Why We Don’t Like to Tempt Fate


Seven Years Bad Luck?

Seven Years Bad Luck?

One of the most common superstitions is related to tempting fate – you know the one where others turn round and say, “Why did you say that? Now we are never going to get there on time!”  That’s why is it consider ill-mannered to compliment newborn babies in various cultures for fear of jinxing. Why is this? Why are we reluctant to comment on how well things are going? Jane Risen and Tom Gilovich recently published an intriguing investigation of this superstition where students were told about two potential scenarios. Jon has applied to the prestigious Stanford and is awaiting his decision letter. His mother who is confident that he will get in sends him a Stanford t-shirt. Participants then read either one of these two endings to the story:

Jon wears it while he’s waiting for the decision from Stanford, thereby tempting fate (gods are angered).


Jon stuffs the t-shirt in the drawer, not tempting fate (gods are mollified).

When asked to rate Jon’s chances of getting accepted to Standford, participants were significantly less likely to say that he would get in if he wore the t-shirt. Why is this? Students know that wearing a t-shirt does not influence the outcome. Risen and Gilovich think that these scenarios trigger automatic intuitive processes that focus on negative outcomes. (They found that giving participants a secondary task that occupies the rational suppression of intuition led to more superstition as I have previously reported).

Negative outcomes are more accessible than positive ones in our mind and we are particularly biased to remember instances were we flout the “don’t tempt fate” convention and things go wrong. This in turn reinforces the strength of the belief in fate. Once a given superstition gains some acceptance in a social group, no matter how arbitrary (don’t break mirrors, don’t walk under a ladder, don’t comment on success), the thought of flaunting it makes the prospect of a negative outcome seem especially negative and especially likely.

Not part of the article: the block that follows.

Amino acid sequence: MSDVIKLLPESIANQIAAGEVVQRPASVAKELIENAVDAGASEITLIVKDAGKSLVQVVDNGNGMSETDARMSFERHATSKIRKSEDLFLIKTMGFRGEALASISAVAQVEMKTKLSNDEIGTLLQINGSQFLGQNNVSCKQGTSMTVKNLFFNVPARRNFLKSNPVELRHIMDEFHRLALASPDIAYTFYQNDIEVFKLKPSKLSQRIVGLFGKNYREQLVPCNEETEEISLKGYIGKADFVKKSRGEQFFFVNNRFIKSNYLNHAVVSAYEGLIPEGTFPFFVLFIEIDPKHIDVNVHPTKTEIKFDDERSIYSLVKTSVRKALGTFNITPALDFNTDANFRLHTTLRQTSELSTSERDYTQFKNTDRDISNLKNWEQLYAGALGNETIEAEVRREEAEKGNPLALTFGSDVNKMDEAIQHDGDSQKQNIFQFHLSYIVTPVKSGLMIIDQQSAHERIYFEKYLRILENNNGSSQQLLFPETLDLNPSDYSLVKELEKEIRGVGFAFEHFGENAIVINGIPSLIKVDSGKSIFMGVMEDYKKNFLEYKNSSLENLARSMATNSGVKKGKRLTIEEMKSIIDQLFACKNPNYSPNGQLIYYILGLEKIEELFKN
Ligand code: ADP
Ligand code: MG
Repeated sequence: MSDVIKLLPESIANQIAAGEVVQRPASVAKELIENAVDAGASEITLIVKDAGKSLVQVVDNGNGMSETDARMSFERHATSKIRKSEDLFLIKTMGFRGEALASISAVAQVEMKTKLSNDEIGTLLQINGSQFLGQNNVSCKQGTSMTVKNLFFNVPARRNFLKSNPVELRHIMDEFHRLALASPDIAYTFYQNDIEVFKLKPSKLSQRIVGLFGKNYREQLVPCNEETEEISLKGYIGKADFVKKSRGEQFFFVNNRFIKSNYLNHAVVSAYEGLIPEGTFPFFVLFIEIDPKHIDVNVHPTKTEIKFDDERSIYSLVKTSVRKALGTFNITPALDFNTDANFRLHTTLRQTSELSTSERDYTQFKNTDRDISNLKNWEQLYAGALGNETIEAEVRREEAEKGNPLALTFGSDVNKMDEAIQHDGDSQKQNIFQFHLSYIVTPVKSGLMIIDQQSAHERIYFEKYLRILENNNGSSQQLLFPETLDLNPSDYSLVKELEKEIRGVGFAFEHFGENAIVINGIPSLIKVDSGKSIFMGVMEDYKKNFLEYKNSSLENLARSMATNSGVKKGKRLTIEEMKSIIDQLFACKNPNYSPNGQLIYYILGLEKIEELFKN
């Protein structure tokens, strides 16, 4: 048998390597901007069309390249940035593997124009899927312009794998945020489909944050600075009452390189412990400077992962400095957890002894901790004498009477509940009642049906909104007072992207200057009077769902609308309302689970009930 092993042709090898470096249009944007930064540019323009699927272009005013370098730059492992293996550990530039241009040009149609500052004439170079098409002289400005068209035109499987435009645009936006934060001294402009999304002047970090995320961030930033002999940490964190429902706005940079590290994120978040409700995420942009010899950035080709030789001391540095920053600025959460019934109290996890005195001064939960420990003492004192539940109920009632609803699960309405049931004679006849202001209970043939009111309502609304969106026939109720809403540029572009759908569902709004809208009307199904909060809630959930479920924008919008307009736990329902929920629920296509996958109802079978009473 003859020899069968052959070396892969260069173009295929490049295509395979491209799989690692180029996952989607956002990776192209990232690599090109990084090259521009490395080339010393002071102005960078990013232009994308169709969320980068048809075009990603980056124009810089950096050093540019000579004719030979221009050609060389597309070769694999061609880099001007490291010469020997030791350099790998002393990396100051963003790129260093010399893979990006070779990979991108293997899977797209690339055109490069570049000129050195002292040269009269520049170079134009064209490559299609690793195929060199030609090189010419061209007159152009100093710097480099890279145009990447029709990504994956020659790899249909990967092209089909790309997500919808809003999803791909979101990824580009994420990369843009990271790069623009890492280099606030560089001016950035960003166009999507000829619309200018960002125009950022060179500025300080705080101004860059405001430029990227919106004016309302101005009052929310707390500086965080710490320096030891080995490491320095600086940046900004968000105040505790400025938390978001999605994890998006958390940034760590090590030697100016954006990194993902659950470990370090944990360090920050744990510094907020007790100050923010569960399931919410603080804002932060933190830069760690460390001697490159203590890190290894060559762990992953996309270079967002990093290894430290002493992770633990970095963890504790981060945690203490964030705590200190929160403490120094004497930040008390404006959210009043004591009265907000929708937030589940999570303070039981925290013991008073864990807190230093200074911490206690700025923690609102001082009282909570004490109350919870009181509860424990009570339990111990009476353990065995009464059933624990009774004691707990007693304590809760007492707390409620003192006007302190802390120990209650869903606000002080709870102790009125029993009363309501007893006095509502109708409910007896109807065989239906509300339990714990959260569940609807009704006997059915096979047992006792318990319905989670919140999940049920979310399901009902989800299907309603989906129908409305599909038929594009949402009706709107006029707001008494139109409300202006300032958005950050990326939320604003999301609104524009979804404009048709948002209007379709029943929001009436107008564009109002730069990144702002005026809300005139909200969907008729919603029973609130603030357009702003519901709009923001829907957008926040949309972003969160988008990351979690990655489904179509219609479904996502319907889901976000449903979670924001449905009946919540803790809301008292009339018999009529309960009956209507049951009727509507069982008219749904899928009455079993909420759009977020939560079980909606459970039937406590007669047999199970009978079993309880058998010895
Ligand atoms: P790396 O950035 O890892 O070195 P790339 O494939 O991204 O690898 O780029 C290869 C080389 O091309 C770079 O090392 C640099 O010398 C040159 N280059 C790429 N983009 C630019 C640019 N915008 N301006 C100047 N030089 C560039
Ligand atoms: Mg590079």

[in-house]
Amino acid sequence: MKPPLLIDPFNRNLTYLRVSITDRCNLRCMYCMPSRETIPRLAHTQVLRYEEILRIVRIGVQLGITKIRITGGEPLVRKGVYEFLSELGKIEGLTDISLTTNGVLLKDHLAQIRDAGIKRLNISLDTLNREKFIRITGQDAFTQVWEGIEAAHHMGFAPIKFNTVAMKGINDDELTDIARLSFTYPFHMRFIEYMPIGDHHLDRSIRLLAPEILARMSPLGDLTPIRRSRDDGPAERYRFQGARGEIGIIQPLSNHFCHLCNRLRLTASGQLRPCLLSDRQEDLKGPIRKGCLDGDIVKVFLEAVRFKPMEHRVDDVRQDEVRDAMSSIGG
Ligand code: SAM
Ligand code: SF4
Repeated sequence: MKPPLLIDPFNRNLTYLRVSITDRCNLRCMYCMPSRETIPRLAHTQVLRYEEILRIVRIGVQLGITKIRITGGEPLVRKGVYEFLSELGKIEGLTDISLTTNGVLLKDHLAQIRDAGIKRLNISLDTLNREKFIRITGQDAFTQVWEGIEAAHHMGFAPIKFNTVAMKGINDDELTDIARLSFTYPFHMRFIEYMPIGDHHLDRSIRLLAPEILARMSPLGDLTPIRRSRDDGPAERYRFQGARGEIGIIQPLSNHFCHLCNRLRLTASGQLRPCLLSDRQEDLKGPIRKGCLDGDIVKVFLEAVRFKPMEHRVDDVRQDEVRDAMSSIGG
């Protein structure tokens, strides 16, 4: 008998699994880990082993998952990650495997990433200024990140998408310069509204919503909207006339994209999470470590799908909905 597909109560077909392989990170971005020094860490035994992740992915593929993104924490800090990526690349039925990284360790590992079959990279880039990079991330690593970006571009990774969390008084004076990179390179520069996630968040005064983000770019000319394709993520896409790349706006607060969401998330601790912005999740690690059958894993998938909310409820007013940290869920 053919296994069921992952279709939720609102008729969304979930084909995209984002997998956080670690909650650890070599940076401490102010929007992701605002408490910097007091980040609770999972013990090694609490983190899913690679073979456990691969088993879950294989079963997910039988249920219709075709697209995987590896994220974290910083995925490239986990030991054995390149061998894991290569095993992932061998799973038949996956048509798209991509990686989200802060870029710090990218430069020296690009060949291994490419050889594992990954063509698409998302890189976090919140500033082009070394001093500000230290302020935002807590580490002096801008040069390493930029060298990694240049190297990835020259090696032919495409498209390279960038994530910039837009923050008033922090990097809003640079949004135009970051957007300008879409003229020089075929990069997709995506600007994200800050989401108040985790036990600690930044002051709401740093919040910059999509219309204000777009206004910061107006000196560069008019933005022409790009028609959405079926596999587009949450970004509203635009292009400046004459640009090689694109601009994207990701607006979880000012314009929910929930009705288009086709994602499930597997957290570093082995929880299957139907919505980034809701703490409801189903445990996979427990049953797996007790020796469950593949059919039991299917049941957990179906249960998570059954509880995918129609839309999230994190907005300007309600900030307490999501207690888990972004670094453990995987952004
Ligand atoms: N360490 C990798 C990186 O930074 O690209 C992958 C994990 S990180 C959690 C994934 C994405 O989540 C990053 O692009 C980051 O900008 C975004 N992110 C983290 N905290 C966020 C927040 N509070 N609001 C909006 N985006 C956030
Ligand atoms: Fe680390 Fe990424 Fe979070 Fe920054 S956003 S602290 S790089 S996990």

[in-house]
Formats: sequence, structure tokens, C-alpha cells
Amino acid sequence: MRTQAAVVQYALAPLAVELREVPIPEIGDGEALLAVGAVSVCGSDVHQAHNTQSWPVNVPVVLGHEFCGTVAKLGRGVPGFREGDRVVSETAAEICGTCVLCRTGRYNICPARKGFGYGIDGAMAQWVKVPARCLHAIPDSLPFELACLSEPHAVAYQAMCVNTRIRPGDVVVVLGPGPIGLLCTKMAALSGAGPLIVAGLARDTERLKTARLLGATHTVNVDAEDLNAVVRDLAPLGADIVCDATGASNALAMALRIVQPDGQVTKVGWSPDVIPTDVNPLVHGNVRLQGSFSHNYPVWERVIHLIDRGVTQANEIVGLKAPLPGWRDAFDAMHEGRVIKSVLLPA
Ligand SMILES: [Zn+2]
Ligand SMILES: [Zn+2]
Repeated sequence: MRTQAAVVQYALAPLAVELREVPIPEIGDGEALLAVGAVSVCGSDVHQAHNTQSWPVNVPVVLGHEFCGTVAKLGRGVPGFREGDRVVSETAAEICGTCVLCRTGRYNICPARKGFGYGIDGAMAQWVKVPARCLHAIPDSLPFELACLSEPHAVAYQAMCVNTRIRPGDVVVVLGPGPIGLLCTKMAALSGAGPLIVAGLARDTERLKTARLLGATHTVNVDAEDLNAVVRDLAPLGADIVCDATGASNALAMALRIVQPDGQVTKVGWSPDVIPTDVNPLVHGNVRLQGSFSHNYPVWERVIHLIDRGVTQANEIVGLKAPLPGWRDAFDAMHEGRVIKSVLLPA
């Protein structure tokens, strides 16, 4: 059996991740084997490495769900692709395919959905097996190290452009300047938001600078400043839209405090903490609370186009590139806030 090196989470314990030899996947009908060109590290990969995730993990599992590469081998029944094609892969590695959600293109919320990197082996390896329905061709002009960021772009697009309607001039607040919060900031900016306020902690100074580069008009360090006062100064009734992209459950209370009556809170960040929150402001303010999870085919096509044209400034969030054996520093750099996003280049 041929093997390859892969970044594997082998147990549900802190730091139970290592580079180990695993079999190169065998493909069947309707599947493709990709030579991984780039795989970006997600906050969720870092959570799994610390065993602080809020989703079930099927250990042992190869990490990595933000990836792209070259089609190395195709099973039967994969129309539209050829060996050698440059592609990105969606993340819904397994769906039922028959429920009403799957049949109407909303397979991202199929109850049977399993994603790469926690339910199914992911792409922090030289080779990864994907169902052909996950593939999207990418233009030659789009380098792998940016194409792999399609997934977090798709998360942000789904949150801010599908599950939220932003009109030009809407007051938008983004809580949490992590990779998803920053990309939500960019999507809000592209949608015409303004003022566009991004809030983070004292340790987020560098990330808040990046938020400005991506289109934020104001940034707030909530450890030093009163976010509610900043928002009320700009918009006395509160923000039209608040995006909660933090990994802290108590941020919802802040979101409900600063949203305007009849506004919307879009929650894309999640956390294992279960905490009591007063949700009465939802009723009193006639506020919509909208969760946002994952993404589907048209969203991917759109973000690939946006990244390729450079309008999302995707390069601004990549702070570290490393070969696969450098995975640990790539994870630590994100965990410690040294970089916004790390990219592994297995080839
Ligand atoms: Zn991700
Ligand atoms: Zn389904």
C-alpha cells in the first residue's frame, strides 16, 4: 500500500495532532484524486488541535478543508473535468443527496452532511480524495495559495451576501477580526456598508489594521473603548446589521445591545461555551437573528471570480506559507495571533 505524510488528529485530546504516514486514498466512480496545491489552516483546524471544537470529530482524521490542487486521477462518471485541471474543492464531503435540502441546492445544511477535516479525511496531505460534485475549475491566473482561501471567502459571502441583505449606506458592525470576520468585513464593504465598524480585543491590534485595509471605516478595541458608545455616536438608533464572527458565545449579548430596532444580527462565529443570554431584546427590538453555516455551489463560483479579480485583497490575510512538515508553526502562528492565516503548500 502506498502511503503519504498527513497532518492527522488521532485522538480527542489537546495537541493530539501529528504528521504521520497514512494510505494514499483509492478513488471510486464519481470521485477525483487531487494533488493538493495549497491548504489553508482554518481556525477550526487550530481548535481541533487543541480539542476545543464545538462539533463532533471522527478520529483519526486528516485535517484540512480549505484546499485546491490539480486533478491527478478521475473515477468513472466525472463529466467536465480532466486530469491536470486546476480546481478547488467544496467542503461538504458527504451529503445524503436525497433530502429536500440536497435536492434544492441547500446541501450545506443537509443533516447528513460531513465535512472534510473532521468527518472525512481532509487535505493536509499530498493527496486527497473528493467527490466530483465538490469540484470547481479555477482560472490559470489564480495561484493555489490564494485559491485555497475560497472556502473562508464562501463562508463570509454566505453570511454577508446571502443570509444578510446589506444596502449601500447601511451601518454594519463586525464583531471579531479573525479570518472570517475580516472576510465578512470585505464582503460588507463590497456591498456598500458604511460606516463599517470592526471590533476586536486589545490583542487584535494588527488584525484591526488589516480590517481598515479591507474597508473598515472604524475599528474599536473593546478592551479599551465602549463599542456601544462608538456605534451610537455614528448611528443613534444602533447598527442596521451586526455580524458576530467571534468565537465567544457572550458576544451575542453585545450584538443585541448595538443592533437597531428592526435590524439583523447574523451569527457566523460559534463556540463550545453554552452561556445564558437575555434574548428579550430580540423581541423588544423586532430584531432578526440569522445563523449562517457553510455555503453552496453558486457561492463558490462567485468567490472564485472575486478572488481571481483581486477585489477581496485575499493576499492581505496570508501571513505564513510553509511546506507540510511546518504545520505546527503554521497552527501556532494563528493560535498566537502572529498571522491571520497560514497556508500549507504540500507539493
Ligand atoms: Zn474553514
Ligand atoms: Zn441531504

This is a great paper and of course is more grist to my mill that our SuperSense is a collection of intuitively based processes that generate supernatural beliefs. However, Risen and Gilovich have elucidated how these beliefs operate in the individual and their paper explains why arbitrary superstitions transmit culturally. My only difference would be that most of these beliefs are not arbitrary but rather share commonalities that emerge as part of normal child development.


Filed under Research

7 responses to “Why We Don’t Like to Tempt Fate

  1. Funny you should blog about this article. It so happens that I am currently working with a couple of colleagues on an alternative interpretation of the results.

  2. Wait, what information did the students have to evaluate chances of getting into Stanford on? Only whether he was wearing the t-shirt. If so, then that leaves the students with no relevant information at all (except, perhaps, that his mother is confident), and all inference are based on the t-shirt. That doesn’t seem like a very good setup to me.

    • brucehood

      Well I guess that’s the point. Even if they were given additional information it would have to be equivalent for both groups- only the wearing or not wearing t-shirt would have to be the independent measure under investigation. The effect is not massive but statistically significant.

      • But that’s asking them to make up their minds about something which there isn’t any real way to assess (at least that’s the point, right, that everyone knows wearing the t-shirt or not makes no difference). That way the emphasis on the t-shirt is inflated. If they were all told that Jon did really well on his GRE, and he had a very good interview with a professor there, then it may end up that the info about the t-shirt means nothing to both groups.

      • brucehood

        Oh I see your point now- that if it was a close thing then people are more likely to look towards luck factors.

        I just checked the paper and they simply say that Jon was applying to grad school and Stanford was his first choice. I suspect the authors felt that Jon had the sufficient grades and that it was really now down to a matter of chance to whether or not he got in to Stanford.

  3. Maddie

    As a writer, I think the test should be reworded, they might get some faulty results from reader conditioning. Readers expect that when phrases like tempting the gods are met, they will be met with a failure. Mind you, I’m not sure how they should reword it.

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